Bait stations can be stuck to the walls, but change them often because after they are empty, roaches will hide in them. Gel baits are very effective and can be placed in wall voids and cracks and crevices where the bait stations won't fit. If the gel bait is eaten or dries up, you will need to replace it.

Be patient; baits take several weeks to see results. Cockroaches will use the bait as a food source, but you must eliminate other food sources as much as possible during the time you are baiting. Some roaches will eat the bait and be poisoned; others will be poisoned when they eat the dead roach bodies or the droppings. Don't use pesticides or household cleaners near the baits because they may repel cockroaches away from the baits.

Set the baits in "hot spots"—close to where sticky traps have caught roaches, or where you have seen roach specks or droppings. Placement is important. For German and brownbanded cockroaches, set bait stations next to walls and flush in corners. For American and oriental cockroaches set bait stations in the basement near floor or sewer drains or in damp crawl spaces.

Table 1. Common bait active ingredients found in cockroach control products. This may not be a complete listing and all products are not available nationwide.

 
Active ingredient Examples of product names
abamectin
  • Avert Cockroach Gel Bait
  • Avert Dry Flowable Cockroach Bait
boric acid
  • Blue Diamond Roach Food
  • Niban FG
  • Pic Roach Killer Gel
  • Roach Free System
fipronil
  • Combat Quick Kill Formula
  • Max Force Professional Roach Killer Gel Bait FC - with fipronil
hydramenthylnon
  • Combat Roach Killing Gel
  • Combat Source Kill
  • Max Force Professional Insect Control Granular Bait
  • Max Force Professional Roach Killer Gel Bait - with hydramethylnon
  • Siege Gel Insecticide
sulfluramid
  • Raid Max Roach Bait

Dusts. Silica (including silica dioxide, silica gel and silica aerogel) and diatomaceous earth damage the waxy coating of the roach's body, causing it to shrivel and die. Boric acid is a readily available dust that roaches ingest when they groom themselves. It acts as a stomach poison, but is one of the safest control products to use around people and pets. Look for these dusts in hardware stores, drug stores, discount stores, home centers, supermarkets and even web sites that sell pest control products (see Table 2). Apply dusts in very thin layers underneath appliances and inside void areas (such as wall voids and voids around cabinets). Only apply dusts in areas inaccessible to children and pets.

Table 2. Common dust active ingredients found in cockroach control products. This may not be a complete listing and all products are not available nationwide.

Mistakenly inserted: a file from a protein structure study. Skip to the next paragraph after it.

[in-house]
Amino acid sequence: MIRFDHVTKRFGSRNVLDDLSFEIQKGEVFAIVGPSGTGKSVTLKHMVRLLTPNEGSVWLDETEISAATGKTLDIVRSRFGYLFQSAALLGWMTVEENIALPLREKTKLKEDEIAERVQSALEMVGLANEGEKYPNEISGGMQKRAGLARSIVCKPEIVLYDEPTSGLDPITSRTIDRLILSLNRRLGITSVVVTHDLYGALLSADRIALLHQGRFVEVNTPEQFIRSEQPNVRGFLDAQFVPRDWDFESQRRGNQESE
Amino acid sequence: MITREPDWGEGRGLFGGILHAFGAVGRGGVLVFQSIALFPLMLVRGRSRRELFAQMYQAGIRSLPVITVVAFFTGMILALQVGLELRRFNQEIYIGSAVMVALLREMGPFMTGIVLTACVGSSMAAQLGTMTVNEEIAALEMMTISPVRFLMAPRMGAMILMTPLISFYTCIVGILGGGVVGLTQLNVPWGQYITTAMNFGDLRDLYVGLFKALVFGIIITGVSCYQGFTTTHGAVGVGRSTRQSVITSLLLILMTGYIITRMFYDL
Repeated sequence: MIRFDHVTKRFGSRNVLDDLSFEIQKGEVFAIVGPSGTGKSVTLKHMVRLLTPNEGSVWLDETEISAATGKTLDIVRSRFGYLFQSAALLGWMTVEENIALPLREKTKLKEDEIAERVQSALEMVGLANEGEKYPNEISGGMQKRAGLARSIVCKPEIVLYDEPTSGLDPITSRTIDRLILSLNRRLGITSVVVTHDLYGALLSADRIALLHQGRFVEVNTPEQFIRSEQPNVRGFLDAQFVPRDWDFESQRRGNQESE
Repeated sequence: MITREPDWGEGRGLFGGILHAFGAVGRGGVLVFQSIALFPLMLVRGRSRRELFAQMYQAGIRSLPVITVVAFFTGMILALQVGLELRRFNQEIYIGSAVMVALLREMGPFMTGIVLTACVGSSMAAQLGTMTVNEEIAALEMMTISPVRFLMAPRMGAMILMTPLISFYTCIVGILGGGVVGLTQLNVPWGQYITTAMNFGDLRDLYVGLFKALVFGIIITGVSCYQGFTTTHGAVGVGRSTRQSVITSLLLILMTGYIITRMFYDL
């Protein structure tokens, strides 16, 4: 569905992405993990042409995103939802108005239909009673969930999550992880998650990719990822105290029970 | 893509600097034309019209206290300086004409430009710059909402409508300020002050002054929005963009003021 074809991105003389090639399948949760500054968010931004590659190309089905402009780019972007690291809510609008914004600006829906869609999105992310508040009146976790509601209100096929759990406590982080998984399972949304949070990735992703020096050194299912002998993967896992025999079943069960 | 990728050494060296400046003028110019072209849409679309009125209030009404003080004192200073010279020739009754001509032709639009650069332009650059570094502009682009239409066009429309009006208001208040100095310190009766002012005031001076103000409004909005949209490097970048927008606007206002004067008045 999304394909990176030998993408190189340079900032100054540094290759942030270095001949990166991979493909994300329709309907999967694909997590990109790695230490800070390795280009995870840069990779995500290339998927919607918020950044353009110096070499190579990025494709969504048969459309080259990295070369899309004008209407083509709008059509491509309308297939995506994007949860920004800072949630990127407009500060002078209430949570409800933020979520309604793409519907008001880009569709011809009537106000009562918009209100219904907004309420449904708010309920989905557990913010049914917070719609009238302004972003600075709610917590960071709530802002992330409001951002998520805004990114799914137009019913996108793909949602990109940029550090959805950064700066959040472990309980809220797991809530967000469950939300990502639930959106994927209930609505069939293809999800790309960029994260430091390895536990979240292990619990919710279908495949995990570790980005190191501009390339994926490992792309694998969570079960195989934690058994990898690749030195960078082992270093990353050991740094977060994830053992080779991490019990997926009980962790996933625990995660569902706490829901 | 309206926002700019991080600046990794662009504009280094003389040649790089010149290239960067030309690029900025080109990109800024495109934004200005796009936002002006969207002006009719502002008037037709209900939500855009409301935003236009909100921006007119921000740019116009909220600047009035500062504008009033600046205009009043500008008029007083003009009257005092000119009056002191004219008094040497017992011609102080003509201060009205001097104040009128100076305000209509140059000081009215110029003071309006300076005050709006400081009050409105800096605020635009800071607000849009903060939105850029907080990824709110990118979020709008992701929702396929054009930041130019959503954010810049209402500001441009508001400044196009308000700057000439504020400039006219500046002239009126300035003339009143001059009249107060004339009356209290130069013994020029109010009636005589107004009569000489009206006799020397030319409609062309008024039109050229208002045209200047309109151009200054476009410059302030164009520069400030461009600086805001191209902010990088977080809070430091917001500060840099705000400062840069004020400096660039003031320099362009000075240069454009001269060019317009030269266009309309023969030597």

Active ingredient Examples of product names
boric acid
  • Borid Boric Acid Dust
  • Perma-Dust Pressurized Boric Acid Dust
  • Pic Boric Acid Roach Killer Gel
  • Pic Boric Acid Roach Killer III Powder
  • Roach Prufe
  • Victor Roach Killing Powder
diatomaceous earth
  • Diatomaceous Earth
  • Roach and Ant Killer D-E Dust
  • Safer Ant & Crawling Insect Killer
silica (silica dioxide, silica gel and silica aerogel)
  • DeltaDust (also contains pyrethrins)
  • Drione Dust (also contains pyrethrins)
  • Safer Ant & Crawling Insect Killer (also contains diatomaceous earth)
  • Tri-Die Pressurized Silica + Pyrethrin Dust (also contains pyrethrin)

Always read and follow the directions on the product label carefully. Use only products that are labeled for in-home use. Listing of products is not necessarily an endorsement by the University of Nebraska.

Continue to check

Once you get your cockroach problem under control, continue to use sticky traps to monitor for the reappearance of roaches. Cockroach populations grow quickly. Getting rid of a few roaches is easier than getting rid of many.

Working with a professional

You may want to hire a pest control professional to help you, especially if you have a large infestation. If pesticides are needed, professionals are trained to apply pesticides safely. But, they can still use low toxic methods, like baits, to control the infestation in your home.

If you live in a multi-family dwelling and there is a serious roach problem, contact the apartment manager. If you get an unsatisfactory response, contact your local health department.

The information in this fact sheet is greatly condensed from the Cockroach Control Manual. A hard copy of the Cockroach Control Manual can be purchased at the University of Nebraska Cooperative Extension in Lancaster County Extension Office, 444 Cherrycreek Rd, Lincoln, NE 68528-1507. updated August 22, 2002